Post  Lore Weaver on Tue Aug 02, 2011 11:11 am

Oh I know :-)

The more dice you roll, the better chance that you'll have a good (or bad) effect. This is why I like Shoota Boyz in an Ork list.

When you take 38+6 shots (28 boyz with shootas, two with big shootas), you have a high probability of getting 1/3rd hit. You'd expect ~13S4 hits and ~2S5 hits.

However, there's a chance, whenever you roll those 44 dice, that you can do much better or much worse.

If you're playing Space Marines and shooting bolters, a lascannon, and a meltagun, you get 8+1+1 shots. The best you can do is 8S4 hits, 1S9 hit, and 1S8 hit. The probability of you getting 13S4 hits is 0 (unless you`re within 12``)

I understand your point of view, but applying it to multiple die rolls over the course of a game isn`t correct. The chance of your autocannons preforming better on turn two does not increase because they performed poorly on turn one.

The chance of my particle whip destroying wave serpents in subsequent turns is very low. But, after I`ve done it once, it reverts back to it`s one-of nature.

Every die roll is an independent event. However, every collection of die rolls to yield a wanted result isn`t. P(two destroyed waveserpents) is lower than P(one destroyed wave serpent). Because both the events are independent, after the first success, the second has the same chance as the first.

If you do your leadership rolls one die at a time, the chance you`ll roll 12 after rolling a 6 is a 6th. Always taken together, it is a 36th.

Huzzah :-)

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Re: Probability Lesson 3: The Monty Hall Problem

Post  Timbo on Tue Aug 02, 2011 2:53 pm

canadin wrote: Given that many of the units in Codex:CSM are rather cheap for the number of dice they let you roll, if one has a list where he gets to roll more dice than his opponent than he has more chances to get lucky vs that opponent.


Wow, really? This is a whole other kettle of fish. What are these "cheap" units to which you're referring?

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Re: Probability Lesson 3: The Monty Hall Problem

Post  Guest on Tue Aug 02, 2011 8:26 pm

Khorne Daemon Prince with wings 140 points

Combi-Weapons on Tanks 10 points

but #1 is a basic Marine Marked to Khorne. 18 points a model, has a bolter, charges for 4 attacks.

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Re: Probability Lesson 3: The Monty Hall Problem

Post  Timbo on Wed Aug 03, 2011 12:48 am

How does a combi-weapon on a rhino let you "roll lots of dice for the points"? Khorne marked marines are overcosted and crappy. All daemon princes are good, but the Khorne one is the second-worst of the 4.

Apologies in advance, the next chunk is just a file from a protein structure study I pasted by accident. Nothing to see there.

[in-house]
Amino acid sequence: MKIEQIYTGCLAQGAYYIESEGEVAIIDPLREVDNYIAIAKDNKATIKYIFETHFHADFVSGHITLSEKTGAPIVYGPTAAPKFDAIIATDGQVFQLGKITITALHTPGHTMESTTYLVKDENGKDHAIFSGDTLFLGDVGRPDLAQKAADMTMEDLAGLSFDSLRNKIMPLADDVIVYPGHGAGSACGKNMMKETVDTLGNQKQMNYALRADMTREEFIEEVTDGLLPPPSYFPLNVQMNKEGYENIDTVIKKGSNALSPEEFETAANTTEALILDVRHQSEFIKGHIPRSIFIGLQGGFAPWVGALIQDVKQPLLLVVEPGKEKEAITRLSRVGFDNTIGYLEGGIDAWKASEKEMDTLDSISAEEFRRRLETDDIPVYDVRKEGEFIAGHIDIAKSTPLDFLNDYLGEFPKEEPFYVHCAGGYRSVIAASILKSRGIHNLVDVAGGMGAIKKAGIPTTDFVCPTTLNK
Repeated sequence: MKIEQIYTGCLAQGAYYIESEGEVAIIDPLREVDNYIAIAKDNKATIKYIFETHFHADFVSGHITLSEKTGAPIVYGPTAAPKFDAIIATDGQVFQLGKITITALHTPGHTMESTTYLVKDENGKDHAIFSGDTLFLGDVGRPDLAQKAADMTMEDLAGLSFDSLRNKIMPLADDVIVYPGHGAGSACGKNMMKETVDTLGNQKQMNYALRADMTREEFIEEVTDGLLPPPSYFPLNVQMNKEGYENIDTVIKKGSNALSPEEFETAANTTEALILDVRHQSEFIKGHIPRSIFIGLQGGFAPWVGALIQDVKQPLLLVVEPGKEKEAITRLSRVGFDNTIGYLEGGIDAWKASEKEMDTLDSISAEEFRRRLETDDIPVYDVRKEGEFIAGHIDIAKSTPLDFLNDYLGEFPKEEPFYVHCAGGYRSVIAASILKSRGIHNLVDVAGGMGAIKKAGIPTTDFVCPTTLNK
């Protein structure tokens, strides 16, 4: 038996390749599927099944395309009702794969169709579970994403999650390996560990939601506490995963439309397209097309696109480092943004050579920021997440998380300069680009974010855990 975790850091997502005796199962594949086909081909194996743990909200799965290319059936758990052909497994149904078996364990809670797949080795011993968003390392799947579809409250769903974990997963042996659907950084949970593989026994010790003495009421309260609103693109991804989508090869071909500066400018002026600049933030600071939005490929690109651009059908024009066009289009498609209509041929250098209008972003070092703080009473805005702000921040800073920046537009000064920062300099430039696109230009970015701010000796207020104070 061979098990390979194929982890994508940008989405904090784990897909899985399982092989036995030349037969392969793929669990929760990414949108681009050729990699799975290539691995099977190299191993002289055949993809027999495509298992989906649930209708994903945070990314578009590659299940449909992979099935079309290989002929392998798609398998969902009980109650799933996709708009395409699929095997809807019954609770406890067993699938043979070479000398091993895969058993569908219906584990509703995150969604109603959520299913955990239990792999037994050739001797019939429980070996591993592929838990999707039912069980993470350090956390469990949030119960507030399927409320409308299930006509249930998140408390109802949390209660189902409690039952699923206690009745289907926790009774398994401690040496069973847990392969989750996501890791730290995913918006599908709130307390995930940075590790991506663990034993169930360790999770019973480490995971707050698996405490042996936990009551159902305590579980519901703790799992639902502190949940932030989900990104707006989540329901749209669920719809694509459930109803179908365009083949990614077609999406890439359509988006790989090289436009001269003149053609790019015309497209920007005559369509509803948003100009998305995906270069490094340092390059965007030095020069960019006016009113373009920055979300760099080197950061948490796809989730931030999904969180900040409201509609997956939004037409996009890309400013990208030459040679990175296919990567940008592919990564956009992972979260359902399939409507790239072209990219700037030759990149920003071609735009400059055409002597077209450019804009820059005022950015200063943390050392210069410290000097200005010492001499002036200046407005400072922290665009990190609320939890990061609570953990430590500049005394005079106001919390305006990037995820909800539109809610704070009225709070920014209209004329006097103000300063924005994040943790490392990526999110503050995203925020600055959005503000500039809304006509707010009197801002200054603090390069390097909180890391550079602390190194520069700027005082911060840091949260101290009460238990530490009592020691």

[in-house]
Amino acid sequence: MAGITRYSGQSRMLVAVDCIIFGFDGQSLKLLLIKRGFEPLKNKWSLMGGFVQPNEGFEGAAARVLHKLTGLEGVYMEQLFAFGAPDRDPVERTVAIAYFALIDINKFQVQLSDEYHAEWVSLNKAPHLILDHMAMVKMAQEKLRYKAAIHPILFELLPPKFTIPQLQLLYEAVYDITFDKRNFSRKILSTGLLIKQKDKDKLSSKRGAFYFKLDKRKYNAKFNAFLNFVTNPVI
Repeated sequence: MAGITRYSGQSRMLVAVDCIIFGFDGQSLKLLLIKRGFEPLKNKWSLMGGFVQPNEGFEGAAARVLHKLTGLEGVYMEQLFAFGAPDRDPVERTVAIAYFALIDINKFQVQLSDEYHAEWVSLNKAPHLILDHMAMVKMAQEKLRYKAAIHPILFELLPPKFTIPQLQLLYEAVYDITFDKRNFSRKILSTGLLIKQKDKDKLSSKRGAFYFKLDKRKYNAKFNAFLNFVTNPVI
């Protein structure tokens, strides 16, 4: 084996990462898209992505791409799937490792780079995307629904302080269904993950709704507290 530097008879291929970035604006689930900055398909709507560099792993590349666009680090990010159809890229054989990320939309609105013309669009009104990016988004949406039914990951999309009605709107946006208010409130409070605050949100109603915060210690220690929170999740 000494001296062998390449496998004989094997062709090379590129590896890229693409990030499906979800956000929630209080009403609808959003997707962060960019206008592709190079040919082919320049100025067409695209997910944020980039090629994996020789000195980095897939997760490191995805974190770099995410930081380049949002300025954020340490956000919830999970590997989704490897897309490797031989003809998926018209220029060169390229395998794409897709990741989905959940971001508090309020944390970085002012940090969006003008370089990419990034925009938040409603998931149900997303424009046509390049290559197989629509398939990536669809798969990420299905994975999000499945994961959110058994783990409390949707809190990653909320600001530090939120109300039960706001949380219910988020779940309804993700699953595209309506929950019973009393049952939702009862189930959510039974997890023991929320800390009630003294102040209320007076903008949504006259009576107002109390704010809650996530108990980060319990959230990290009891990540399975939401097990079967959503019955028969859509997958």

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Re: Probability Lesson 3: The Monty Hall Problem

Post  miv305 on Wed Aug 03, 2011 1:25 am

Actually the Khorne DP is the worst...no psychic powers (i.e. no lash, warptime or bolt), nothing that makes him better then the others (no toughness boost, ward save boost, etc...).

I guess we should be thankful that Canadin uses inferior choices, that way we all still have a chance!

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Re: Probability Lesson 3: The Monty Hall Problem

Post  Timbo on Wed Aug 03, 2011 5:16 am

Yeah, the Tzeench and Khorne ones would be about the same in my books. Although against certain lists the Tzeench one might be slightly better. I bet he takes them just so we do have a chance! He's a magnaminous sort of fellow.

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Re: Probability Lesson 3: The Monty Hall Problem

Post  Guest on Wed Aug 03, 2011 10:33 am

Khorne is CHEAP aaand More atacks FTW. A top tier enemy list will most likely have great ability to both deter psychic powers as well as remove your daemon princes rather quickly. So paying less for just a khorne prince which is almost as good as the other ones saves my ass when he gets gunned down (vs Tau or Guard or Eldar or DE); big time. And when Shadow of the Warp, or Phychic Hood, or Runes of Warding are on the feild, all those phychic powers feel kinda silly.

Also I like Khorne more than Nurgle.

Also, for the combi's. I never used them in the past, but its effectively a super-sneak attack since few expect Rhinos to have anti-tank/anti-Monster/anti-character sshooting capability without s squad inside.

And for troops, +1 attack lets them win combat which in my mind is extremely important for not losing a squad to one's enemies's assault troops.

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Re: Probability Lesson 3: The Monty Hall Problem

Post  Timbo on Wed Aug 03, 2011 2:45 pm

canadin wrote:

Also, for the combi's. I never used them in the past, but its effectively a super-sneak attack since few expect Rhinos to have anti-tank/anti-Monster/anti-character sshooting capability without s squad inside.

And for troops, +1 attack lets them win combat which in my mind is extremely important for not losing a squad to one's enemies's assault troops.

They are super-sneak attack if they're not modelled on your vehicles. Otherwise they are not.

A 30 point upgrade that makes your troops no more resilient to shooting is fail. When can marines ever assault out of a rhino? You assume your daemon princes will get shot to death so you keep them cheap but assume your marines will not get shot to death so you make them expensive? Your arguments make little sense.

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Re: Probability Lesson 3: The Monty Hall Problem

Post  Guest on Thu Aug 04, 2011 10:08 am

Hehe, nothing gets by you Tim.

I think a Truthier answer would just be that I like the fluff around the Khorne Cult, but wuld like to at least have a beleif that is somewhat ignorent of gamestate to appease the tactical part of my brain. Nurgle would probabley be a better choice than Khorne game wise, but I've always loved the Angry Blood cult that yells KILL MAIM BURN!!!

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Re: Probability Lesson 3: The Monty Hall Problem